What kinds of economic insights are most valuable for doing good?

There is a tendency for people interested in doing good to overemphasize questions about values relative to causal questions about how the social world works. Part of the problem is that people assume that they understand how the social world works, but they do not. A firm grasp of basic economics concepts and theory, developed through years of practice, is very valuable for understanding how the social world works. However, there are strongly diminishing returns to learning much more advanced economics.

How well do research incentives in economics line up with research that would do the most good?

A great deal of economics is comparing the welfare consequences of different policies, and this research is highly aligned with questions that effective altruists are concerned about. An important difference is that economics tends not to emphasize the methods and political feasibility of enacting different policies as much as effective altruists would like.

For effective altruism, a qualitative, broad understanding of how the world works is very valuable, and there are generally diminishing returns to understanding a topic in greater and greater depth. This conflicts with research incentives in economics, which favor making impressive, in-depth progress on hard questions that many other people work on.

People who feel that economics research incentives do not align with trying to do research that is optimized for positive impact may want to spend 7 to 11 years doing what it takes to get tenure, and then work on whatever it is they want to work on. One can also make substantial contributions outside of one’s academic work.

Research in academia tends to clump onto fashionable topics in a given area, and the incentives favor publishing in these areas. Fashionable areas tend to be more important than average, but marginal contributions yield less progress in areas where a lot of work has already been done. Work on important topics in between clumps can yield great progress for those who can afford to ignore fashion.

Places to look for more information

For information about jobs in economics: look at Jobs for Economists.

For information about jobs at think tanks: go to think tank websites and look at the qualifications of people who work at think tanks.

Questions discussed in our meeting

We sent the following questions to Robin Hanson before our meeting to give him a sense of what we were interested in learning. We discussed a subset of them.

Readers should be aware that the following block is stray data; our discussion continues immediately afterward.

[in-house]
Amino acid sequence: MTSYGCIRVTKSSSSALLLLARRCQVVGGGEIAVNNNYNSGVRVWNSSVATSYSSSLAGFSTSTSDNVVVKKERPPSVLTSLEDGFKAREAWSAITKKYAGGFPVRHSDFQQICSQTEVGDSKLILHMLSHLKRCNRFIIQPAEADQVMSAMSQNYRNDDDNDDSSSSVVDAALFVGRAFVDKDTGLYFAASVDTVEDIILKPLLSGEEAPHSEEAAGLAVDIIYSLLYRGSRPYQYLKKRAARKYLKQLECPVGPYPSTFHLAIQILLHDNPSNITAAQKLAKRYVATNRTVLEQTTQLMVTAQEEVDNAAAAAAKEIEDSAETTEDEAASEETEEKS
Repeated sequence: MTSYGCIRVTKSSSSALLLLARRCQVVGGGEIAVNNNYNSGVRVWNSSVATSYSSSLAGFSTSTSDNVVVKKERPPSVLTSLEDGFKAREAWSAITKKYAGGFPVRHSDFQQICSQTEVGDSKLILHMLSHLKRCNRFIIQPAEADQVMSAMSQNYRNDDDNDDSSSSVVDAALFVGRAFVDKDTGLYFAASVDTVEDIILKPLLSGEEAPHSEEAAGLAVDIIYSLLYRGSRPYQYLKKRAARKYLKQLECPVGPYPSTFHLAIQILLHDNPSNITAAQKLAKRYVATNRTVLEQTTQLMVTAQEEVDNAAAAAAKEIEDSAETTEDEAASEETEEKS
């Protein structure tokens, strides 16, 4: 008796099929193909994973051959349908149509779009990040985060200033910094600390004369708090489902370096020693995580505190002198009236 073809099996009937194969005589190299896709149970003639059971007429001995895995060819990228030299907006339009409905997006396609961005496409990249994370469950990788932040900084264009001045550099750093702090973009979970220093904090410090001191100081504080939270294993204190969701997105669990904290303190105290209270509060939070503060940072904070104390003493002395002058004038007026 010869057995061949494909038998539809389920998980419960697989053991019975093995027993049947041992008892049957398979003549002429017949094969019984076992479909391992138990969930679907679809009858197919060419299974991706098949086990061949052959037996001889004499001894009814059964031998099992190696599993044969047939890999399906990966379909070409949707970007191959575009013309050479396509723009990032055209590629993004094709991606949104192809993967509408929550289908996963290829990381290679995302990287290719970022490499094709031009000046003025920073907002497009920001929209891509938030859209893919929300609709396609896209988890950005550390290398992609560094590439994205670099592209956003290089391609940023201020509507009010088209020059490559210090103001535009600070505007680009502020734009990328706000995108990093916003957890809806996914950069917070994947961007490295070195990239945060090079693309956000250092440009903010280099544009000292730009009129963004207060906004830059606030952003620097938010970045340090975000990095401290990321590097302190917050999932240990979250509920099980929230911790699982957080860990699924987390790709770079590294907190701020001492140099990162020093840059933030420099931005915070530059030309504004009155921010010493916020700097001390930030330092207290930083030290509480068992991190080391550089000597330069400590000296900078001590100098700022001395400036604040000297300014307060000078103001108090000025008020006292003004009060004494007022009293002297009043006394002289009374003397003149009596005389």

• Broad questions we want to answer:

    • Who is a good fit for an economics PhD?

    • How valuable is doing an economics PhD for someone trying to maximize the impact of their career? (supposing good fit)

  • Who is a good fit for an economics PhD?

    • Is there a level where you’d say “If you can’t get into a PhD program at least X good, you probably shouldn’t go for a PhD in economics”?

    • Who can actually get admitted to good economics programs?

    • What are good indicators of fit?

    • What are good indicators of bad fit?

    • Who should do a master’s before an economics PhD?

    • Are there other PhDs that someone potentially interested in economics should also consider? How does getting a PhD in economics compare to getting one in math/statistics/comp sci/physics for example?

  • Questions about picking an economics PhD program:

    • What else is important beyond the “tier” program – advisor, topic, other things about the school or department?

    • What are the most credible rankings of economics departments?

  • Questions about the PhD program:

    • How useful is the training and skills building itself? Is most of the value in pure credentials?

    • How good is it for networking?

    • How many hours/how much work do you need to put into an Economics PhD? Is there much opportunity to work on other projects? What kinds of other projects would it be most valuable to spend your time on?

    • How important is the research topic you choose? How should you choose a research topic, and what should you consider when doing so?

    • How do all of the above vary depending on what tier program you’re in?

  • Questions about career progression for economics PhDs:

    • Questions about becoming an economics professor:

    • How hard is it to get a tenure-track job?

      • Do postdocs play a big role in economics?

      • What portion of new PhDs applying for tenure track jobs get tenure track jobs?

    • How hard is it to get tenure?

      • What portion of people applying for academic jobs get tenure?

      • What portion of people completing economics PhDs get tenure?

    • Non-academic options with economics PhDs

    • Apart from becoming economics professors, what else do econ PhDs do? What portion do these other things?

    • If you don’t want to be an economics professor, when, if ever, would it make sense to get an economics PhD?

    • Are there special reasons for people interested in effective altruism to get economics PhDs?

  • Questions about the value of economics research:

    • In the history of the discipline, what are some of the main examples where economic research has made substantial contributions to society?

    • In the last couple of decades, what are some of the main examples where economic research has made substantial contributions to society?